• 15:50

    ANA MARUSIC: So we come now to challengesthat we face during our research and howwe overcame these challenges.One important challenge that we faced during our researchwas a very large number of documentsthat we retrieved through the literature search.Going through the titles and abstractsof more than 26,000 documents was a very demanding and time

  • 16:11

    ANA MARUSIC [continued]: consuming task.However, by having a broad approach in our search,we ensure that we captured as many as possible documents thatwere relevant to the aims of our research.Using a reference manager tool, thiswas very helpful in this stage because we had at one placeall the titles, key words and abstracts.So it was easier to go through them

  • 16:32

    ANA MARUSIC [continued]: and eliminate those that did not meet the criteria for inclusionin our evidence synthesis.

  • 16:39

    REA ROJE: And perhaps another challengewas that some documents did not have the abstracts availablein the reference manager, so we hadto search for them separately.And also, some documents did not have abstracts at all.So we had to keep them for the full text analysisand decide on their inclusion upon reading the full text.

  • 16:59

    REA ROJE [continued]: Also the last issue was the availability of the documents.So some full text documents and books were very hard to find.And in these cases we had to ask our librarian to help us.And in some cases, we even contacted the researchersdirectly, if they would be willing to send ustheir manuscripts.And in almost all cases, we did receive the positive answers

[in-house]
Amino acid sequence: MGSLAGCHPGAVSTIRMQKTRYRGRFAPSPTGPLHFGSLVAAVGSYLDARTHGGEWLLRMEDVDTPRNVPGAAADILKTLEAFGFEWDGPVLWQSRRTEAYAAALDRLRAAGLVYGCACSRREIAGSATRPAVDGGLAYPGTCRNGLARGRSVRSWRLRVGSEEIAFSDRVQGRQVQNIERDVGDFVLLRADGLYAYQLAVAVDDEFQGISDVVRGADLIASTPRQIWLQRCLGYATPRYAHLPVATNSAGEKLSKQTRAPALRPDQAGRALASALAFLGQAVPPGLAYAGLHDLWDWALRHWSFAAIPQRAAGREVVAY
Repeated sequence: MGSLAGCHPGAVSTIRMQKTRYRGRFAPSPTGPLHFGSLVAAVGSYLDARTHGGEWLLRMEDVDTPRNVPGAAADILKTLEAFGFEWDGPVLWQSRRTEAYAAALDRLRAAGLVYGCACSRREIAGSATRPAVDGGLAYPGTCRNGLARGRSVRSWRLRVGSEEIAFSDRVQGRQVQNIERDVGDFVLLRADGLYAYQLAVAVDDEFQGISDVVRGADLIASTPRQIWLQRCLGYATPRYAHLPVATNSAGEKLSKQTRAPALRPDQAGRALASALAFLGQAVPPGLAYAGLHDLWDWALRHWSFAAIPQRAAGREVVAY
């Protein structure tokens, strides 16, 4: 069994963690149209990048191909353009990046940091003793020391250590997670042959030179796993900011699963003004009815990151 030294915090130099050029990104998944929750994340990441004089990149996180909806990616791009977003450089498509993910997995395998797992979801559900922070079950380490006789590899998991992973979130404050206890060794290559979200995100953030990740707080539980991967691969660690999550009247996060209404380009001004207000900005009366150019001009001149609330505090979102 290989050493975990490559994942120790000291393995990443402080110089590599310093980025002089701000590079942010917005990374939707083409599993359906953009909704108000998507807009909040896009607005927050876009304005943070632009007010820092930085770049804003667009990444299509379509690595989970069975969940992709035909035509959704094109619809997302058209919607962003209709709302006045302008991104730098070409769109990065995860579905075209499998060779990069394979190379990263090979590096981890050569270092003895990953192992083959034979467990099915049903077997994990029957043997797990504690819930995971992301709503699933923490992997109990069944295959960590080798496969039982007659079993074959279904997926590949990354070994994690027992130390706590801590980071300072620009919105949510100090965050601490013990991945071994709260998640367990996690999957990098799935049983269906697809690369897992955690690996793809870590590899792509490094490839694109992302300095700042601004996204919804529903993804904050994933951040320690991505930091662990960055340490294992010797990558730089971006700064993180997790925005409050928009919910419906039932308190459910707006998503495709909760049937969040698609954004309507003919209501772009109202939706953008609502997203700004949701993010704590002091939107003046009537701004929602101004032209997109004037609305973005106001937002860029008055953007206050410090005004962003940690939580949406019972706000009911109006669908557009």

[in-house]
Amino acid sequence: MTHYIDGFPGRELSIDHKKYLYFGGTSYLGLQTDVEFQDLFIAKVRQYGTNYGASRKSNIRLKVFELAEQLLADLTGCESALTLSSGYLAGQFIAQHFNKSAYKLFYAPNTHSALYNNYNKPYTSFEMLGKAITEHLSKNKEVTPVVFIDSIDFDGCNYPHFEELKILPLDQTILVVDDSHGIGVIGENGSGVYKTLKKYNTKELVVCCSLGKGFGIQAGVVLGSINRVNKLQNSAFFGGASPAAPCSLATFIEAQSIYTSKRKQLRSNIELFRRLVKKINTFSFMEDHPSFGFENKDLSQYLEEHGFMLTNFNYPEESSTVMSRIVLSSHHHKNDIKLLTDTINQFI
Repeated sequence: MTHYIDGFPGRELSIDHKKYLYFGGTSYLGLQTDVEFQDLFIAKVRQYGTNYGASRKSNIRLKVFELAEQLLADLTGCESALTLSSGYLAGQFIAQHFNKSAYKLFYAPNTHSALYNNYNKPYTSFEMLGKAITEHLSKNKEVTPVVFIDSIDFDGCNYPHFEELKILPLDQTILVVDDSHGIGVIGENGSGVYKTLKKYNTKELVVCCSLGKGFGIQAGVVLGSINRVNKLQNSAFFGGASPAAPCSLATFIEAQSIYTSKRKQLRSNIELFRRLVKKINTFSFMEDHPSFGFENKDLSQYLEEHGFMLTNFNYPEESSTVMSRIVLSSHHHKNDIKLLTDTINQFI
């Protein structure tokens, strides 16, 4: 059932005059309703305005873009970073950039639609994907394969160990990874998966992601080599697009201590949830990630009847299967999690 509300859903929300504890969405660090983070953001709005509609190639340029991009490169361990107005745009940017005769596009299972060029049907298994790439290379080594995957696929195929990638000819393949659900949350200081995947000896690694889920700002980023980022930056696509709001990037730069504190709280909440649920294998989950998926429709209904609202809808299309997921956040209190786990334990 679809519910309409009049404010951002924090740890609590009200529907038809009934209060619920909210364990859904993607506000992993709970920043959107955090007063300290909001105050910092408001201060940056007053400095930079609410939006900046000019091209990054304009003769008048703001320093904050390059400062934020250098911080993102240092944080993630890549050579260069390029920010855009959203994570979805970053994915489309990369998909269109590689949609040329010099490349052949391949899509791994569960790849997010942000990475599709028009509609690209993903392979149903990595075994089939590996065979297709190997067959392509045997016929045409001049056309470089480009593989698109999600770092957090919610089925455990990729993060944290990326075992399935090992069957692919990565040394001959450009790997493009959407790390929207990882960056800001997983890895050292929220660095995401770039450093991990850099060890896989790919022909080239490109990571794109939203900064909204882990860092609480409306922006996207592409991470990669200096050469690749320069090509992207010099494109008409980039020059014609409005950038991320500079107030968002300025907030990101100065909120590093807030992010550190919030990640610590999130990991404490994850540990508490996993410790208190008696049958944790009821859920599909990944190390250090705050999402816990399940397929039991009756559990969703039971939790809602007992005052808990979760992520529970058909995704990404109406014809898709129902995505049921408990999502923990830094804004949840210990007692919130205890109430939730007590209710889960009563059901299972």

• 17:22

    REA ROJE [continued]: and the manuscript.So although in scoping reviews the critical appraisalof the quality of evidence is notnecessary to perform as in the systematic reviews,we think that this would be a valuable addition

  • 17:43

    REA ROJE [continued]: to some scoping reviews.For example, in our scoping review and factorsinfluencing the implementation of research integritypractices, it would actually be interesting to seeinterventions described in these documents.And conduct an appraisal of the quality of evidenceto conclude about the effectivenessof certain factors on, for example,making positive changes in the research integrity

  • 18:05

    REA ROJE [continued]: implementation.

  • 18:06

    ANA MARUSIC: So in the end, the results from the work packagethree, which besides literature reviews,also included explorative interviews study, Delphiconsultation and the development of a multi-level modelof research culture, were there to inform the next workpackages for the selection of topics that would be includedin the toolbox box of the research integrity guidance